• Flexible money access. The money in your checking account is meant to be spent, not saved. You can freely use the money in your account at any time with no limits.

  • Debit cards. You'll get a debit card, which allows you to make ATM withdrawals or purchase items directly using the funds in your checking account.

  • Check writing. Banks usually provide checks (sometimes for a small fee).

  • Online bill pay. Most banks also offer unlimited free online bill pay. You can pay mortgage, credit card bills, utilities, student loans, etc., using the money you keep in your checking. You can set up automatic recurring payments or make one-time payments.

  • No limits. Checking accounts have no monthly withdrawal or transfer limits. (Some banks do have a maximum daily ATM withdrawal limit.)

Many checking accounts even feature "overdraft protection." This is a temporary line of credit that kicks in if you spend more money than you have available.

Checking accounts, however, offer little or no interest. There's no real benefit to keeping money there that you don't intend to spend in the immediate future. In fact, you're actually losing money that could be earned in an interest-bearing savings account.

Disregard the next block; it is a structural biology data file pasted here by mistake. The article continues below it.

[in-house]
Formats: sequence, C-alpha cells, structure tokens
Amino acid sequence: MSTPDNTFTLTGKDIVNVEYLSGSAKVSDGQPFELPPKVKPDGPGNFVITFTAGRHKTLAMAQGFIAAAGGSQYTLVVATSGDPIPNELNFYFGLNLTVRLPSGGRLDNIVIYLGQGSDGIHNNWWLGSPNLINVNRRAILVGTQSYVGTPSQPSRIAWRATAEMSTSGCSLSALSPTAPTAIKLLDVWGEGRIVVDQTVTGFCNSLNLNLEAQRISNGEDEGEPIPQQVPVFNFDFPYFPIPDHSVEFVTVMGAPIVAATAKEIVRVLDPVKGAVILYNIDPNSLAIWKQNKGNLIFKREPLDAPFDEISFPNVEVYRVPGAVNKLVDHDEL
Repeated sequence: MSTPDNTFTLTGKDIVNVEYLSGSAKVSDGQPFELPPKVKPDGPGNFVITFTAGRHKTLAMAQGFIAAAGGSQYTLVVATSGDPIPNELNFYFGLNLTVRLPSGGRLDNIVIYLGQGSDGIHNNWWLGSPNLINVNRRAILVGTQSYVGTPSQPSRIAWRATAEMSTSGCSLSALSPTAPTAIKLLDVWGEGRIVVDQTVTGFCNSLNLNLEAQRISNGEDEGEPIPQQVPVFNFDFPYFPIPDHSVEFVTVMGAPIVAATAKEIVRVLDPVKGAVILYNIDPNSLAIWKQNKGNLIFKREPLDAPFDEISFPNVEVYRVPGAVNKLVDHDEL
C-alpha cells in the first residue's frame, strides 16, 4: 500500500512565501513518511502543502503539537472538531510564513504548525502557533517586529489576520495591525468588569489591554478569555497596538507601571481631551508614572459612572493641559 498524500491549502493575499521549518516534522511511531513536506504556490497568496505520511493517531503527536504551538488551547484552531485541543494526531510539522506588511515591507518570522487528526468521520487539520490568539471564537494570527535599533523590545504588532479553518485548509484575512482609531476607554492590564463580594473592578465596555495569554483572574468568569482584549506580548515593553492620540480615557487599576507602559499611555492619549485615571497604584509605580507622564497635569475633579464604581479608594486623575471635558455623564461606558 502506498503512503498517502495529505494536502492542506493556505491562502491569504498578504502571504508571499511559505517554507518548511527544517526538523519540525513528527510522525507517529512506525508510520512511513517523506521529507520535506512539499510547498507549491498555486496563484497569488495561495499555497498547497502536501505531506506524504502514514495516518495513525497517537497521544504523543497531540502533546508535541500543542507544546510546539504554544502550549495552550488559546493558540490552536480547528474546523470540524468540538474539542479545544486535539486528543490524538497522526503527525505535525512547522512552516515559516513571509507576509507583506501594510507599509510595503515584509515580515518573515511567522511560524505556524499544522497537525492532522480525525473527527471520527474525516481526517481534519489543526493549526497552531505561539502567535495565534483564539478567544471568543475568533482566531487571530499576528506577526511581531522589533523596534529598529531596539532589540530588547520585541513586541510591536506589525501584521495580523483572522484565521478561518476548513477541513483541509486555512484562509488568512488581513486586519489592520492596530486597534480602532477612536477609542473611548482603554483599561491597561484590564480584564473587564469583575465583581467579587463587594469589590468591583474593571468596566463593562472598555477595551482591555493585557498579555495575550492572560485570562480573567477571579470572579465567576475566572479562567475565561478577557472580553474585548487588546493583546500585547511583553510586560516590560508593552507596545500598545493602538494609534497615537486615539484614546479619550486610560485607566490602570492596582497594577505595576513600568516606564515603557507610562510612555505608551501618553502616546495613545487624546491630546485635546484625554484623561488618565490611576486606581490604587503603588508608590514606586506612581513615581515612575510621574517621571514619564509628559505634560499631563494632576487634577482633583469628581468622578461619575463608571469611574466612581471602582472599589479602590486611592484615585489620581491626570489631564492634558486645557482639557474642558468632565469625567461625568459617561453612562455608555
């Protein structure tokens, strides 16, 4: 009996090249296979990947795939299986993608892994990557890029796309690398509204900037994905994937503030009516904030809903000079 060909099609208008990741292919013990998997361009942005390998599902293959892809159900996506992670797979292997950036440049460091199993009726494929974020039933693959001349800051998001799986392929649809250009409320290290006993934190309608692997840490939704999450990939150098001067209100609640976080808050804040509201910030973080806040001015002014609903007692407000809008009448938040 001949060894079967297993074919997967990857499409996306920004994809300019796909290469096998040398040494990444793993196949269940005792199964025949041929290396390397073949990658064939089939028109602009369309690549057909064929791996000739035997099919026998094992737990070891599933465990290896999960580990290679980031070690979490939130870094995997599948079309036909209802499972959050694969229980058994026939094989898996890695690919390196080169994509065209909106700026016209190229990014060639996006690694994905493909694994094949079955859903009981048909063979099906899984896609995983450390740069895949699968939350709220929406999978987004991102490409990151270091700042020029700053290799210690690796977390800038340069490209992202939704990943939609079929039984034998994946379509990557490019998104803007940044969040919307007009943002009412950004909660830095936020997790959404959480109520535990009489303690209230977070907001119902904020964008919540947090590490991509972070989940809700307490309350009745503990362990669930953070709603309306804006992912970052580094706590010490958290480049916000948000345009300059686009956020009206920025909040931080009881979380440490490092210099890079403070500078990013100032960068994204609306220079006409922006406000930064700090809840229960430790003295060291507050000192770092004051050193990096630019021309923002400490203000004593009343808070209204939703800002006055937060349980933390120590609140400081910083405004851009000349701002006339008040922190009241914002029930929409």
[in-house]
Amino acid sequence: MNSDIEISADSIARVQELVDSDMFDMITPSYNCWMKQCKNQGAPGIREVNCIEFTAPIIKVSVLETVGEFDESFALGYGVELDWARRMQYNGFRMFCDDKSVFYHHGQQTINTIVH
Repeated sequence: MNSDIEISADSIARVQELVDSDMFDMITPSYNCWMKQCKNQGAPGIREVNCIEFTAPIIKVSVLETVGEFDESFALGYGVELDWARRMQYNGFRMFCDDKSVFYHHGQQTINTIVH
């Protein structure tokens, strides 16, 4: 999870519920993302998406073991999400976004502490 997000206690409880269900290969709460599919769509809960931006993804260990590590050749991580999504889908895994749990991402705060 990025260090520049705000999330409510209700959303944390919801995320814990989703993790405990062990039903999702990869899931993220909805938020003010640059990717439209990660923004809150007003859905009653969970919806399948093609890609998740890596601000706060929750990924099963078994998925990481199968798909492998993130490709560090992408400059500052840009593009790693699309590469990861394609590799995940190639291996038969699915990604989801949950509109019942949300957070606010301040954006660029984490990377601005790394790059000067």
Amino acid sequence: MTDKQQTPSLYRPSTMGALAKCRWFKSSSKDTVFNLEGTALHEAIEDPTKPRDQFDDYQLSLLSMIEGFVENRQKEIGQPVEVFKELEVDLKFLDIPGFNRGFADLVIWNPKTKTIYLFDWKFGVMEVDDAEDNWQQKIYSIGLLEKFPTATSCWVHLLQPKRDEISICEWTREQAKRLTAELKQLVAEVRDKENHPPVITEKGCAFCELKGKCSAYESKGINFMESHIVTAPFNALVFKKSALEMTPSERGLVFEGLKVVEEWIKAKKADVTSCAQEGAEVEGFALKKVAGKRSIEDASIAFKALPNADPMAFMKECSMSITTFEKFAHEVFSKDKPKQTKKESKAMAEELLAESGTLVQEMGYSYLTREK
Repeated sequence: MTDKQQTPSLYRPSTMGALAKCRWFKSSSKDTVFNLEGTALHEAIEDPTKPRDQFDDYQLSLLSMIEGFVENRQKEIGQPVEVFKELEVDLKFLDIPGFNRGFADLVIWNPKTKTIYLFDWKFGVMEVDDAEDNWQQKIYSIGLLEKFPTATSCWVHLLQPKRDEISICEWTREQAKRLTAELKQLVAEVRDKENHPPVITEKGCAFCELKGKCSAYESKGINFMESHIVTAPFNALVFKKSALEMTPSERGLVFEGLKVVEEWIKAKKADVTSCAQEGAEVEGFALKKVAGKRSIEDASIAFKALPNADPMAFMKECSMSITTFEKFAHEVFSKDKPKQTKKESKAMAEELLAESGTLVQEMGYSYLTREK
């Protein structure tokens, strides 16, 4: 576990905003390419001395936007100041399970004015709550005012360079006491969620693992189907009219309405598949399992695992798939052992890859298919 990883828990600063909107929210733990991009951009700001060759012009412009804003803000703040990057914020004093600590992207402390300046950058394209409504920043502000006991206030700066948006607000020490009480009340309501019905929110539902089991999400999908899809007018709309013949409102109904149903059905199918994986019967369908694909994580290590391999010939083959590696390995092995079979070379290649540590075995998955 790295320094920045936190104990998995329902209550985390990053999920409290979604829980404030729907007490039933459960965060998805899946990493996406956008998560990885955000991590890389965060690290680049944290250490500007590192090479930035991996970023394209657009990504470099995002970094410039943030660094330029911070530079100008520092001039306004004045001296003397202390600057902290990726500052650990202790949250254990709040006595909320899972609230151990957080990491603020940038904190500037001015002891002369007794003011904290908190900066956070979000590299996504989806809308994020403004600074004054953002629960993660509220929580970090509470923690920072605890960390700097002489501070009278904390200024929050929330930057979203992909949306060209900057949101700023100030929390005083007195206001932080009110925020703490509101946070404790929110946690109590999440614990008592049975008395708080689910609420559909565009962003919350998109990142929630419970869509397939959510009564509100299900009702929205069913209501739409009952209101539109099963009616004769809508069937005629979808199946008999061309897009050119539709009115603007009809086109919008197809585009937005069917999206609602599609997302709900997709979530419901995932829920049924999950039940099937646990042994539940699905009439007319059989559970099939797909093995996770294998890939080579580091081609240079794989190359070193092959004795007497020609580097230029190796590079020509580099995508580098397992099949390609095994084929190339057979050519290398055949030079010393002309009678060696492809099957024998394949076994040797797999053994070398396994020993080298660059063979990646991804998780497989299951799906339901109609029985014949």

Features of a Savings Account

Savings accounts are a place to save your money and have it grow over time. It's a great place to store an emergency fund and the savings for your goals.

Here's what you can expect.

  • Higher interest rates. Savings accounts will typically offer higher interest rates than checking accounts. Banks reward you for keeping your money right where it is, rather than moving it around or spending it on bills or daily purchases.

  • No caps on deposits. You can add to your balance as much as you like. You can also check your statement every month and see how much interest is accruing.

  • Limits on withdrawals and transfers. The federal government limits the number of withdrawals and transfers from your savings to 6 per month. Banks charge varying (and sometimes steep) fees for every transaction above that number.